'More than a shot': Basketball player with cerebral palsy hits 3-pointer, other team storms court

Published: Feb. 22, 2019 at 6:16 PM EST
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(2/22/2019) - Thursday night the Flushing High School basketball court became an unexpected flood of inspiration after a game the players their coaches and the fans are still soaking in.

"All I can say is amazing, amazing, amazing," 15-year-old Swartz Creek freshman Brian Sefernick said.

With two minutes left in their game against Flushing, he came off the bench.

"So I called time out, to let him get in the game; and then during time out, I talked to my players and said 'Alright - when we inbound it, let's turn the ball over, so they can get the ball so he can go down and get a chance to score,'" Flushing Coach Mark Schilke said.

And, that's exactly what the Raiders did.

With just 22 seconds left on the clock, Sefernick threw up his first shot. No luck, so he tried two more times. Then, his coach yelled to try for a three.

The clock stopped as Brian backed up. And, the shot was perfect. As the final 10 seconds expire, the 15-year-old celebrates all the way down the court.

"That was the first 3-pointer I hit this year; and it's a moment I'll never forget the rest of my life," Sefernick said.

The moment got even better.

"They mobbed him. And, that's the part that shoot," Coach Schilke got choked up. "That's the part that I didn't script or I didn't plan for. I just - that's the part that makes it worthwhile."

The score didn't matter and neither did the fact Flushing's freshman boys' basketball team just solidified a perfect season.

"Those kids are the nicest kids from a different school I've ever seen. Like, they treated me amazing," Sefernick said.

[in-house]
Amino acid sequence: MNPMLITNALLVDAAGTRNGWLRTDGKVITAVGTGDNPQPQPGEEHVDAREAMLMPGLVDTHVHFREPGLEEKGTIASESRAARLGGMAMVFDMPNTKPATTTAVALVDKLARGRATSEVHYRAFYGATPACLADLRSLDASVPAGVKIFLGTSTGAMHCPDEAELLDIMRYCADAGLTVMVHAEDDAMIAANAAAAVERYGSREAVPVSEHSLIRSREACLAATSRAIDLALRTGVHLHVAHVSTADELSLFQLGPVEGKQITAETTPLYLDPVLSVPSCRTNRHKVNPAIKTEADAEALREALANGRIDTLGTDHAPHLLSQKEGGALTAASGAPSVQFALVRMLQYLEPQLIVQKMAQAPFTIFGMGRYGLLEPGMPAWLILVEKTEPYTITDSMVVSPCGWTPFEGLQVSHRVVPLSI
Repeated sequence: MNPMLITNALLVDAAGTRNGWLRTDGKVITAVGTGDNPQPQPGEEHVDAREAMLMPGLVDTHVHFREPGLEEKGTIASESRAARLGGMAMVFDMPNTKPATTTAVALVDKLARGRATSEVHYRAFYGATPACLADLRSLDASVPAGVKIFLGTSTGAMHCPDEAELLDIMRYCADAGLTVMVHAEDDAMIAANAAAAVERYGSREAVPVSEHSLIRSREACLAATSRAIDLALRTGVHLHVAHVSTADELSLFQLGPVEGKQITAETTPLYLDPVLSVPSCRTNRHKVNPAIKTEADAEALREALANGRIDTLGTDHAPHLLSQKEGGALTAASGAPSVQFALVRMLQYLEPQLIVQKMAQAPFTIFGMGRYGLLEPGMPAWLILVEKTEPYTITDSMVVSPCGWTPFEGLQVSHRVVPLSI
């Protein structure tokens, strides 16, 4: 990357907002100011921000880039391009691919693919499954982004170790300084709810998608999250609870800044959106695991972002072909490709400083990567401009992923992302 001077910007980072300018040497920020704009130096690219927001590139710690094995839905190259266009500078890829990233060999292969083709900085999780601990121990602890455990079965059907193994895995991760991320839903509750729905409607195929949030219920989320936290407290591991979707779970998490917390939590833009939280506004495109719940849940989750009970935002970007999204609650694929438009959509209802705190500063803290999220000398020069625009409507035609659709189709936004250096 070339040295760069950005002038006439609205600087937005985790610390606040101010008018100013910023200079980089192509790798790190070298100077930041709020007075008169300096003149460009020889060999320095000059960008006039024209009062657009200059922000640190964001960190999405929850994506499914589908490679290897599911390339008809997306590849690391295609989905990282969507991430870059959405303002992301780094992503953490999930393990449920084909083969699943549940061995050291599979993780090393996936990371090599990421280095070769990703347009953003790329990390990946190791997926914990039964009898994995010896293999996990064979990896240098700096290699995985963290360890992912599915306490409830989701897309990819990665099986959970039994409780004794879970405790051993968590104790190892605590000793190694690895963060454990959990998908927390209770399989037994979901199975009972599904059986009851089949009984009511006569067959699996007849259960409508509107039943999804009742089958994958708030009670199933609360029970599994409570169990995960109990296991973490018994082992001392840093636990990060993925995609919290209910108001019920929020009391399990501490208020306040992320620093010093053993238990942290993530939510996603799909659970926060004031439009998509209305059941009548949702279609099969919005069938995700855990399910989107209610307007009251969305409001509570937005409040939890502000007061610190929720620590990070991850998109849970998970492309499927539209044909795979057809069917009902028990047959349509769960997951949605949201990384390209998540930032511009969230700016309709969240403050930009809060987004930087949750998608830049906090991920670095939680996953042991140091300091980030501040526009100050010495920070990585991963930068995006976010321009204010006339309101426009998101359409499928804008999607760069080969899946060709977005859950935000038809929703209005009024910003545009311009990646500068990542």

"You gotta give glory, you gotta give praise when praise is do and honestly he deserves it," Flushing's Jacob Morrison said.

He and his teammates, Robert Wilson and Malaki Edwards, were the first to hop up and celebrate Sefernick.

"It was more than a shot, it was a message to be thankful for everything you have," Wilson said. "Just waking up every morning and getting to stand up on your feet without having braces, so it's like he got that moment, it's crazy."

Determination, positivity and hard work his Coach is proud everyone outside their team finally got to see.

"He's the only young man who has come to every single practice this season. He's earned it, he deserves every second of this spotlight," Swartz Creek Coach Edward Drew said.

"You can do whatever you want," Edwards said. "It's your world, you make it what you make it."

Sefernick is proving the challenges of cerebral palsy will never be setbacks.

"Everyone knows they can do better no matter what it is, you can do better. And, I just keep pushing myself whether it be in practice or a game, just keep pushing," Sefernick said.

The Flushing boys and Brian are already close friends. They said they plan to keep in touch despite their school rivalry.

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